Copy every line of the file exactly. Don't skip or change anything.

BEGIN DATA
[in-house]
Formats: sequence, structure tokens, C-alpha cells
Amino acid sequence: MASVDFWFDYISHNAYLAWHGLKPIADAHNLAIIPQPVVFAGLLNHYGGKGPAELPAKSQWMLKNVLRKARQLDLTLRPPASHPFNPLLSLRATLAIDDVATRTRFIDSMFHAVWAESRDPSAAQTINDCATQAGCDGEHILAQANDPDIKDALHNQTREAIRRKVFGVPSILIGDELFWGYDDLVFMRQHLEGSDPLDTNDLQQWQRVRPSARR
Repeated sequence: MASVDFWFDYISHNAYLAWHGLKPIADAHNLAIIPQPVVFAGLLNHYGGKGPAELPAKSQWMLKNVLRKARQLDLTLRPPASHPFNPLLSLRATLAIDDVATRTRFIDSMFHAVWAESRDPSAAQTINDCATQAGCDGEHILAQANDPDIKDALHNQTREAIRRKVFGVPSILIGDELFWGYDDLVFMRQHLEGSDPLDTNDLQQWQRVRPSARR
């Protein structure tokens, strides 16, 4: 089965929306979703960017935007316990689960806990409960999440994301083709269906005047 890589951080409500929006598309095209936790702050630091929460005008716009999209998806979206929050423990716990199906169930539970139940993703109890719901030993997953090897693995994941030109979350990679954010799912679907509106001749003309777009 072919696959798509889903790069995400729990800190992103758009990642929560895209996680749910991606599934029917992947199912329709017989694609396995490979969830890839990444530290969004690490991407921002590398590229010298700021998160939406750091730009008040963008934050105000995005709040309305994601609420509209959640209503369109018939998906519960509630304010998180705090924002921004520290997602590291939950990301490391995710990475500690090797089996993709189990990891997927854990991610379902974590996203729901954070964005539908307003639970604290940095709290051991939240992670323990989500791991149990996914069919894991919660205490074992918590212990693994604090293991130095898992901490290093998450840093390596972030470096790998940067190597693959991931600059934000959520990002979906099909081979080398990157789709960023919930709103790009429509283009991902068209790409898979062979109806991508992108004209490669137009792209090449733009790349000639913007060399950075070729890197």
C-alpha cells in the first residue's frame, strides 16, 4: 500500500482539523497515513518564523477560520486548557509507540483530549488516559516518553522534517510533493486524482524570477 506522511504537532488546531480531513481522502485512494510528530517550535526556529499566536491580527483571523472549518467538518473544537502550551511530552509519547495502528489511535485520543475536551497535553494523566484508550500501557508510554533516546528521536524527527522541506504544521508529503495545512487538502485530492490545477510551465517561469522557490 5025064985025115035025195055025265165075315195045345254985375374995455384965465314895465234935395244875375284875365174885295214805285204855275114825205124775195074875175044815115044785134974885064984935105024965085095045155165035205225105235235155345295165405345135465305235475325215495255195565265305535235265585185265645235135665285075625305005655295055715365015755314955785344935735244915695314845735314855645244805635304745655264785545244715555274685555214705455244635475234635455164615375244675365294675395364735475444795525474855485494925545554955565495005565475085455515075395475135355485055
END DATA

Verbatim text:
[in-house]
Formats: sequence, structure tokens, C-alpha cells
Amino acid sequence: MASVDFWFDYISHNAYLAWHGLKPIADAHNLAIIPQPVVFAGLLNHYGGKGPAELPAKSQWMLKNVLRKARQLDLTLRPPASHPFNPLLSLRATLAIDDVATRTRFIDSMFHAVWAESRDPSAAQTINDCATQAGCDGEHILAQANDPDIKDALHNQTREAIRRKVFGVPSILIGDELFWGYDDLVFMRQHLEGSDPLDTNDLQQWQRVRPSARR
Repeated sequence: MASVDFWFDYISHNAYLAWHGLKPIADAHNLAIIPQPVVFAGLLNHYGGKGPAELPAKSQWMLKNVLRKARQLDLTLRPPASHPFNPLLSLRATLAIDDVATRTRFIDSMFHAVWAESRDPSAAQTINDCATQAGCDGEHILAQANDPDIKDALHNQTREAIRRKVFGVPSILIGDELFWGYDDLVFMRQHLEGSDPLDTNDLQQWQRVRPSARR
């Protein structure tokens, strides 16, 4: 089965929306979703960017935007316990689960806990409960999440994301083709269906005047 890589951080409500929006598309095209936790702050630091929460005008716009999209998806979206929050423990716990199906169930539970139940993703109890719901030993997953090897693995994941030109979350990679954010799912679907509106001749003309777009 072919696959798509889903790069995400729990800190992103758009990642929560895209996680749910991606599934029917992947199912329709017989694609396995490979969830890839990444530290969004690490991407921002590398590229010298700021998160939406750091730009008040963008934050105000995005709040309305994601609420509209959640209503369109018939998906519960509630304010998180705090924002921004520290997602590291939950990301490391995710990475500690090797089996993709189990990891997927854990991610379902974590996203729901954070964005539908307003639970604290940095709290051991939240992670323990989500791991149990996914069919894991919660205490074992918590212990693994604090293991130095898992901490290093998450840093390596972030470096790998940067190597693959991931600059934000959520990002979906099909081979080398990157789709960023919930709103790009429509283009991902068209790409898979062979109806991508992108004209490669137009792209090449733009790349000639913007060399950075070729890197």
C-alpha cells in the first residue's frame, strides 16, 4: 500500500482539523497515513518564523477560520486548557509507540483530549488516559516518553522534517510533493486524482524570477 506522511504537532488546531480531513481522502485512494510528530517550535526556529499566536491580527483571523472549518467538518473544537502550551511530552509519547495502528489511535485520543475536551497535553494523566484508550500501557508510554533516546528521536524527527522541506504544521508529503495545512487538502485530492490545477510551465517561469522557490 5025064985025115035025195055025265165075315195045345254985375374995455384965465314895465234935395244875375284875365174885295214805285204855275114825205124775195074875175044815115044785134974885064984935105024965085095045155165035205225105235235155345295165405345135465305235475325215495255195565265305535235265585185265645235135665285075625305005655295055715365015755314955785344935735244915695314845735314855645244805635304745655264785545244715555274685555214705455244635475234635455164615375244675365294675395364735475444795525474855485494925545554955565495005565475085455515075395475135355485055